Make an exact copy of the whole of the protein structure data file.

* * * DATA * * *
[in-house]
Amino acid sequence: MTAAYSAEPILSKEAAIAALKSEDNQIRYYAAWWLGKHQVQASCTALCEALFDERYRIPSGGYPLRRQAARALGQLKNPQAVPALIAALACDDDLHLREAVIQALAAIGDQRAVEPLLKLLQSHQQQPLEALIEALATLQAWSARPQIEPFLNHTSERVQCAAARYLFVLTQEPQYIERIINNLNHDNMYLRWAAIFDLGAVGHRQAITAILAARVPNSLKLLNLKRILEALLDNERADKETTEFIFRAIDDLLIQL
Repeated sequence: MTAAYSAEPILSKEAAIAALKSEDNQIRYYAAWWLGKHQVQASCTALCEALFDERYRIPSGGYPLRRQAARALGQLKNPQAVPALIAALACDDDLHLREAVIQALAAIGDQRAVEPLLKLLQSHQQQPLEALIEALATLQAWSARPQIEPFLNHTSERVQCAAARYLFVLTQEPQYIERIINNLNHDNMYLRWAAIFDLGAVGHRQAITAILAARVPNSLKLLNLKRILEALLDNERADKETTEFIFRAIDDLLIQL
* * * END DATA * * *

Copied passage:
[in-house]
Amino acid sequence: MTAAYSAEPILSKEAAIAALKSEDNQIRYYAAWWLGKHQVQASCTALCEALFDERYRIPSGGYPLRRQAARALGQLKNPQAVPALIAALACDDDLHLREAVIQALAAIGDQRAVEPLLKLLQSHQQQPLEALIEALATLQAWSARPQIEPFLNHTSERVQCAAARYLFVLTQEPQYIERIINNLNHDNMYLRWAAIFDLGAVGHRQAITAILAARVPNSLKLLNLKRILEALLDNERADKETTEFIFRAIDDLLIQL
Repeated sequence: MTAAYSAEPILSKEAAIAALKSEDNQIRYYAAWWLGKHQVQASCTALCEALFDERYRIPSGGYPLRRQAARALGQLKNPQAVPALIAALACDDDLHLREAVIQALAAIGDQRAVEPLLKLLQSHQQQPLEALIEALATLQAWSARPQIEPFLNHTSERVQCAAARYLFVLTQEPQYIERIINNLNHDNMYLRWAAIFDLGAVGHRQAITAILAARVPNSLKLLNLKRILEALLDNERADKETTEFIFRAIDDLLIQL